Disclosing HPV: What Do I Say & What Should I Expect?
August 17, 2009 2:09 PM   Subscribe

I've tested positive for HPV, and I am mostly concerned about disclosure. The question isn't whether I will or not (I most certainly will), but how and what should I expect?

I just received a call today from my doctor informing me that my pap smear was abnormal because of the presence of “atypical squamous cells of undetermined significance" (ASCUS), which is somewhat common. She also told me I was positive for HPV, and recommended a follow-up with a gyn, which has been scheduled. This is one of those things that could be absolutely benign or could be the first signs of cancer. My question has nothing to do with the whole cancer thing though. I now have to disclose the HPV to my male partner, and I’m just wondering what to expect.

Though we are not exclusive, he is actually the only person I have had sexual contact of any form with for over 18 months. I don’t think the same can be said of him, but I don’t know for sure. This is one of those things I could have given it to him, or he could have unknowingly given it to me. Even though we are both tested regularly and I receive annual paps, we will never know. Given how common and possibly benign it can be, and since I am absolutely confident that this would not have been something he knew about but did not disclose, I am not upset at the idea of him transmitting this to me. I do not know if he will be as understanding. I have never had any warts, lesions, or any symptoms until this pap smear, so I’m hoping this will just cycle out of my body in a couple of years without any symptoms, and the same will go for him.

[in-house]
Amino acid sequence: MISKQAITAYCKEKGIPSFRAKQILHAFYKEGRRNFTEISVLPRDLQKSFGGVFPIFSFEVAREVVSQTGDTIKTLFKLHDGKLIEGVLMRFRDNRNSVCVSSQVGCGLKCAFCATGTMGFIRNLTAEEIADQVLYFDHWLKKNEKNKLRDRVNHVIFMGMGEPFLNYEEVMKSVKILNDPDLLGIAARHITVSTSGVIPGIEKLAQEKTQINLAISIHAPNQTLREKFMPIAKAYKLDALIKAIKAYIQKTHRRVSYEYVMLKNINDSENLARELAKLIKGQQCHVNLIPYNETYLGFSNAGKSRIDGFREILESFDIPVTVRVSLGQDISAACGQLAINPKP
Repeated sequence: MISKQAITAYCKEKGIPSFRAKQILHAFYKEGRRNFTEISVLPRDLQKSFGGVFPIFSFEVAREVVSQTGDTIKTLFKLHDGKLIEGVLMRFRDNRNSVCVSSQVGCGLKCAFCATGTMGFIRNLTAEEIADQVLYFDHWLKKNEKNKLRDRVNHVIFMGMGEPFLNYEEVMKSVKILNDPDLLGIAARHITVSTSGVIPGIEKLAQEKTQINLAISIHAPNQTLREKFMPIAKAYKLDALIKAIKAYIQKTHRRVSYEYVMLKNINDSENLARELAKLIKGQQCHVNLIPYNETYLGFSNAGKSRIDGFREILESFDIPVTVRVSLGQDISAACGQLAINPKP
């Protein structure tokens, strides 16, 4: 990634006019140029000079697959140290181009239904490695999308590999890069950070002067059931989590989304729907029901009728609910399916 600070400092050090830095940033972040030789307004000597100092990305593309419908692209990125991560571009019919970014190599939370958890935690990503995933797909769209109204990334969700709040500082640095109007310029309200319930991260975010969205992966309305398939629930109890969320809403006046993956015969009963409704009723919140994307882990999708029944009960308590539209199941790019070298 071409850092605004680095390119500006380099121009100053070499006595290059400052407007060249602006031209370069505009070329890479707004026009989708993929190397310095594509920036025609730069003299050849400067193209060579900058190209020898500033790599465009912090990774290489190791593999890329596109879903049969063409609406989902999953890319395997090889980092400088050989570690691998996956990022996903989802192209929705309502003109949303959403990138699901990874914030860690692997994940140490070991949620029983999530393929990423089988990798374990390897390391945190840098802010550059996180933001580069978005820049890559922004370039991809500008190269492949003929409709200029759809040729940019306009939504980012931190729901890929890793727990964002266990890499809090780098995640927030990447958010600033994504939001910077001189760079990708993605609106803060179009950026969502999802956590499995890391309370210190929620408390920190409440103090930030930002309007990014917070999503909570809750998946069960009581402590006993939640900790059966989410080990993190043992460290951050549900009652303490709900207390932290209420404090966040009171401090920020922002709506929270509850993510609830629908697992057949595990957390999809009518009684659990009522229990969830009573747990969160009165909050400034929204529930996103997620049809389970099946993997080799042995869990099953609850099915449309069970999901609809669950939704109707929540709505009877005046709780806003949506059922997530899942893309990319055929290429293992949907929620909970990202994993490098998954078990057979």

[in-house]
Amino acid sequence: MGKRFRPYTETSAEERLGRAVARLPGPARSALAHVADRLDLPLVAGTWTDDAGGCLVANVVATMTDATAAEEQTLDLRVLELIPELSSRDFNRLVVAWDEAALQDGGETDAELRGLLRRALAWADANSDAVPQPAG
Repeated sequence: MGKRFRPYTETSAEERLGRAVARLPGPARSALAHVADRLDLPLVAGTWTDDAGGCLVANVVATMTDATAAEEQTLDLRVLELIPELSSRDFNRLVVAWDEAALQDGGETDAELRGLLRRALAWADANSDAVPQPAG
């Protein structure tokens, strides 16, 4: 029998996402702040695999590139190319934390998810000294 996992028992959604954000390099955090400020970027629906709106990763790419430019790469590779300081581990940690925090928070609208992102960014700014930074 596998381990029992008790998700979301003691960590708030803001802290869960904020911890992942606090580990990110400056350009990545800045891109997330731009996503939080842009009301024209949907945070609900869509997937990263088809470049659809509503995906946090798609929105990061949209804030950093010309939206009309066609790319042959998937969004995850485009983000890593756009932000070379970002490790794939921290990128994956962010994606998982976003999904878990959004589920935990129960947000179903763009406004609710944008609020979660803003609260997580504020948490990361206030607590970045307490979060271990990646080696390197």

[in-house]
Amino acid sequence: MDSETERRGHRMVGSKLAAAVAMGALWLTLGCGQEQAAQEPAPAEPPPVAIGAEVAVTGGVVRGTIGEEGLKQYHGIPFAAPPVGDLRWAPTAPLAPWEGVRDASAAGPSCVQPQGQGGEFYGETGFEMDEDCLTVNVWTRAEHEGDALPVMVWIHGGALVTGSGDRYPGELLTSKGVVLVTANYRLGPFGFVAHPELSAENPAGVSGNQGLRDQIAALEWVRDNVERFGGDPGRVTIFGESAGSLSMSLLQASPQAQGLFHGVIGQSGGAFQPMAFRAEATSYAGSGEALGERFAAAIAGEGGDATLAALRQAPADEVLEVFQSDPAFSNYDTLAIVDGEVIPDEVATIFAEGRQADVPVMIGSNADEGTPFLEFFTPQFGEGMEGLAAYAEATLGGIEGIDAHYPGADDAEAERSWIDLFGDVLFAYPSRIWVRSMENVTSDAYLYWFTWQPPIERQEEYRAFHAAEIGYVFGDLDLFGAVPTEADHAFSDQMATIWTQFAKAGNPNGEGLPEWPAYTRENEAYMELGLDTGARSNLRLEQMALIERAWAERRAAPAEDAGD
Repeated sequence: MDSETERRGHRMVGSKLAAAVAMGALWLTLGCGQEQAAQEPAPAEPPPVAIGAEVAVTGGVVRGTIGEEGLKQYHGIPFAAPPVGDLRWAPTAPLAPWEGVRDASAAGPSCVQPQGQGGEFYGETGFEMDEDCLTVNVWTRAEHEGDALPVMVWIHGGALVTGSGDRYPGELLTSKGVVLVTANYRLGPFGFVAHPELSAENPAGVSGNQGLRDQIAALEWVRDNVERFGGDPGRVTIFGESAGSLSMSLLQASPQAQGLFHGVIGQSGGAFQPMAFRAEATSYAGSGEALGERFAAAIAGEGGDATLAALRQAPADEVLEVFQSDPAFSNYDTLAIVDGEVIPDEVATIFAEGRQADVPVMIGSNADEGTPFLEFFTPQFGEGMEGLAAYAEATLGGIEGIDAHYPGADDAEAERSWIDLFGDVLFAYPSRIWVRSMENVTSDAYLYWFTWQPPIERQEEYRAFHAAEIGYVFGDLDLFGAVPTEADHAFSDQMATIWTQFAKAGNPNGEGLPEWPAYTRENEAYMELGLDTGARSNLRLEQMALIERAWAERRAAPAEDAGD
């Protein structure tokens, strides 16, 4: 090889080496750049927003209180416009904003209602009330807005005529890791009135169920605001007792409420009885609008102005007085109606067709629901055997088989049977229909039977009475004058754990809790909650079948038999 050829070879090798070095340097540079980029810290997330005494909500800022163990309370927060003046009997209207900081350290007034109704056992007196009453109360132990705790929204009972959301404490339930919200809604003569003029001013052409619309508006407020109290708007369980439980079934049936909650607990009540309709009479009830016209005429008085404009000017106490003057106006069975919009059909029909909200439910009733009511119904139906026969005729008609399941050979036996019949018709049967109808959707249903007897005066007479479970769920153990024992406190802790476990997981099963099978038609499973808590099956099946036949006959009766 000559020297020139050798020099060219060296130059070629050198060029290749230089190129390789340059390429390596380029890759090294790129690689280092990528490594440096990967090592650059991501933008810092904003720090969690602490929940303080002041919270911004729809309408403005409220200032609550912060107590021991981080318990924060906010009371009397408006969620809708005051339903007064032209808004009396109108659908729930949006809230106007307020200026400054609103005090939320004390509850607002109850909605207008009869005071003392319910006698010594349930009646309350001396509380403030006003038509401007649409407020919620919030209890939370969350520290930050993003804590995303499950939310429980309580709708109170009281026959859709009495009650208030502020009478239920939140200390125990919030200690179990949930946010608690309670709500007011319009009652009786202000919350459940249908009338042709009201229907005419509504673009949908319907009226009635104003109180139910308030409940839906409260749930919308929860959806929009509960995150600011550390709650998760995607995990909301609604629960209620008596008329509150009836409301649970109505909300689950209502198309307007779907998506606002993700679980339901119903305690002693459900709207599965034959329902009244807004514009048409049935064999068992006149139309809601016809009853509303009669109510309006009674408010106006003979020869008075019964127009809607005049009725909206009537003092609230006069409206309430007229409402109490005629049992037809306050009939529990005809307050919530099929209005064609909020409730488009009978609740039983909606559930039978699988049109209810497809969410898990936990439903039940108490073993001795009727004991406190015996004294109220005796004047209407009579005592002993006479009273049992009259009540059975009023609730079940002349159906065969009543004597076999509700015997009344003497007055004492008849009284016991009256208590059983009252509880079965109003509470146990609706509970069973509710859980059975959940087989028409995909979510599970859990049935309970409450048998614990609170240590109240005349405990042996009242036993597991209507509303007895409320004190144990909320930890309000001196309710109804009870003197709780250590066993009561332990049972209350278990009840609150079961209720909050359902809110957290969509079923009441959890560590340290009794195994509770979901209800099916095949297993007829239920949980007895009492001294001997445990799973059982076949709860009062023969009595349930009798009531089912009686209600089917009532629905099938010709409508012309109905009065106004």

So, those of you who had had to disclose HPV, how did it go? If it was to a male partner, how concerned was he? How much educating of your partner did you have to do? For those who were on the receiving end of the news, how did you feel about the HPV disclosure? What was important for you to hear? If it was a recent development, could you treat the who-gave-it-to-who thing as a non-issue? Lastly, how do you handle protecting your current & future partners? From what I’ve read, condoms may help but are far from a guarantee. It sounds like unless I’m celibate, I run the risk of transmitting it to someone, which makes me sad. Not because I plan to be abstinent, but because if things don’t work out with my current partner, then I will have to have this unpleasant conversation again. I still have a lot more reading and research to do myself, but hearing about personal experiences is always very enlightening for me. Throwaway email: hpvanon@gmail.com Thank you very much, hive mind.
posted by anonymous to Human Relations (9 answers total) 1 user marked this as a favorite